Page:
Finance Your Budget This is the energy comparison site you should be using

This is the energy comparison site you should be using

The government has a comprehensive energy comparison website.
The government has a comprehensive energy comparison website. Photo: Getty
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If you’re thinking of using an energy comparison site to switch to a cheaper provider, hold on: you are about to enter a confusing, opaque world absolutely teeming with conflicts of interest.

But what you may not know is that you can avoid all this by simply using the government’s own comparison website, which is just as good, free to use, and has no commercial conflicts.

In a damning report on the energy market this week, consumer watchdog the ACCC found commercial comparison websites are rarely what they seem, often misleading customers about the best deals on the market.

At the centre of the ACCC’s criticism was the business model of these sites. Nearly all of them operate on a ‘commission’ model, meaning the energy retailer pays the comparison website a fee whenever a consumer clicks through to the retailer.

The other major criticism was that they rarely list all the retailers on the market.

This has two effects. First, it means your choice is limited to the energy retailers that have struck deals with the comparison site you’re using.

And second, the need to pay comparison websites increases energy retailers’ overheads, which increases the overall cost to the consumer.

qld gas price
Gas prices vary wildly from state to state.

Okay, you might say. So there’s a potential conflict of interest. But they also help me do something I couldn’t do on my own, right?

Well, not really. State and federal governments run their own comprehensive comparison websites that are completely free to use and totally free of commercial conflicts of interest.

And unlike the commercial comparison websites, the government websites list all the available retailers in your area. Retailers must by law give them the information.

So while it might be true that commercial comparison sites are useful in other areas, when it comes to energy there appears to be very little need for them.

If you live in NSW, Queensland, the ACT, South Australia or Tasmania, then you can go to the Australian Energy Regulator’s ‘Energy made Easy’ website.

Once there, you put in your postcode and other information, and you will be provided with a list of all the available retailers from cheapest to most expensive.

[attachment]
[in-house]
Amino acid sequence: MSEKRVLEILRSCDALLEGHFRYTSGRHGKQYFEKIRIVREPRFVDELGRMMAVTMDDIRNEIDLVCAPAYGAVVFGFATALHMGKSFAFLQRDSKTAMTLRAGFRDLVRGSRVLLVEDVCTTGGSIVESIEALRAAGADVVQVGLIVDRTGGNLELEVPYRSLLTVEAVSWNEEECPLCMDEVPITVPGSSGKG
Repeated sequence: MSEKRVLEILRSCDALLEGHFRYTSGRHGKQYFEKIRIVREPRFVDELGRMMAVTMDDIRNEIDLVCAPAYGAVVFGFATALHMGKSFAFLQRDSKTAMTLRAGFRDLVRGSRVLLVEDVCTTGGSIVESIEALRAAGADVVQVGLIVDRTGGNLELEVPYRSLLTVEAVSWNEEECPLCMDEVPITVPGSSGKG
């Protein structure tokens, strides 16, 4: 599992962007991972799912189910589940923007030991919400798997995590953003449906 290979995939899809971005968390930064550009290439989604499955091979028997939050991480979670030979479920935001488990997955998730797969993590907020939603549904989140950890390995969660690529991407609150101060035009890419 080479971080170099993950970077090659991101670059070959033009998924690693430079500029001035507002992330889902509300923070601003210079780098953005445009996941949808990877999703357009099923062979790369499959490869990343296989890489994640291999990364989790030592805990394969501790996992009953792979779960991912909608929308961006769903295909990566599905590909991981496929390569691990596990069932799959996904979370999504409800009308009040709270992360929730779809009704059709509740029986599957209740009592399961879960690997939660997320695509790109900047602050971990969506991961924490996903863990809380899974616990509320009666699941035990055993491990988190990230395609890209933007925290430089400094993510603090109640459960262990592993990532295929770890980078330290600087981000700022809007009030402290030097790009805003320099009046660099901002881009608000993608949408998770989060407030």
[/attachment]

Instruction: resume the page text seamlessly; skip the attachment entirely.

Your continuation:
If you live in Victoria, which is differently regulated from the other states, you can go to the state government’s own comparison website, which works in the same way.

Most residents of Western Australia and the Northern Territory do not have a choice of energy retailers, so the issue of comparison websites is irrelevant to you if that’s where you live.

Comparison sites respond

The ACCC boiled down its concerns to two points, that comparison sites “do not always make recommendations that are in the best interests of consumers”; and they “do not always adequately disclose the number of retailers and offers that they consider in making a recommendation to a consumer”.

On the former point, the report said: “Intermediaries often receive different levels of commission from different retailers, which creates an incentive to promote one offer over another, depending on the available commission.

“Unless the offer with the highest commission is the lowest priced offer for the consumer, this incentive will conflict with the consumer’s interest.”

The ACCC concluded: “Governments should ensure ongoing funding to raise awareness of government-run comparator websites.”

Do you have the best deal possible on power prices?

The New Daily put the ACCC’s criticisms to all the comparison websites listed in the report.

Six responded to the questions:,, iSelect, Mozo, Canstar, and WATTever.

All six confirmed they receive commissions from retailers – most commonly when the user signs up to an energy retailer through the comparison site.

All but iSelect claimed to be transparent about these payments (iSelect did not answer the question). However, in most cases the information was not obviously displayed to users, meaning if you do not look for it you could easily miss it.

Of the six, only WATTever and claimed to list all available providers. had the smallest number of retailers.

In’s case, while it does appear to name all the providers on its website, pride of place is given to eight retailers. These eight retailers pay a commission whenever a user clicks through.

As for the claim that retailers were more heavily promoted the more they paid, this was generally rejected.

A spokesperson for said retailers were paid different rates, but categorically denied any preference was given to the retailers that pay more.

“We pride ourselves on the integrity of our comparison service so it is critically important that the way we make our money doesn’t affect the energy plans that are presented to customers,” the spokesperson said.

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